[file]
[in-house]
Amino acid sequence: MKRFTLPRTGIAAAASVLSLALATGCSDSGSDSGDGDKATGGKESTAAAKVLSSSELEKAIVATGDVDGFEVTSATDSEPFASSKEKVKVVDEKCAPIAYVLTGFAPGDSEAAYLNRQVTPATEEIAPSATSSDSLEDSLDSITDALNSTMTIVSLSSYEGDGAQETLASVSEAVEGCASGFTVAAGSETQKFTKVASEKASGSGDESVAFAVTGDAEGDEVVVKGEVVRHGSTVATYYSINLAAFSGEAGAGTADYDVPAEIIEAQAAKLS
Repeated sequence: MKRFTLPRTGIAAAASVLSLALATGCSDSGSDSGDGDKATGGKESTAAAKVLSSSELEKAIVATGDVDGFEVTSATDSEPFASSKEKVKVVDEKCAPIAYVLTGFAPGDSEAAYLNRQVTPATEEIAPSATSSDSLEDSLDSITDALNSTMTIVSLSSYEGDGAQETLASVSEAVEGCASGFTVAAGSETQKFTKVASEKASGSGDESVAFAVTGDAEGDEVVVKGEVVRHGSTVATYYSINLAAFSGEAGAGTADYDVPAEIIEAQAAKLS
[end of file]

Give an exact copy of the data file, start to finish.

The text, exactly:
[in-house]
Amino acid sequence: MKRFTLPRTGIAAAASVLSLALATGCSDSGSDSGDGDKATGGKESTAAAKVLSSSELEKAIVATGDVDGFEVTSATDSEPFASSKEKVKVVDEKCAPIAYVLTGFAPGDSEAAYLNRQVTPATEEIAPSATSSDSLEDSLDSITDALNSTMTIVSLSSYEGDGAQETLASVSEAVEGCASGFTVAAGSETQKFTKVASEKASGSGDESVAFAVTGDAEGDEVVVKGEVVRHGSTVATYYSINLAAFSGEAGAGTADYDVPAEIIEAQAAKLS
Repeated sequence: MKRFTLPRTGIAAAASVLSLALATGCSDSGSDSGDGDKATGGKESTAAAKVLSSSELEKAIVATGDVDGFEVTSATDSEPFASSKEKVKVVDEKCAPIAYVLTGFAPGDSEAAYLNRQVTPATEEIAPSATSSDSLEDSLDSITDALNSTMTIVSLSSYEGDGAQETLASVSEAVEGCASGFTVAAGSETQKFTKVASEKASGSGDESVAFAVTGDAEGDEVVVKGEVVRHGSTVATYYSINLAAFSGEAGAGTADYDVPAEIIEAQAAKLS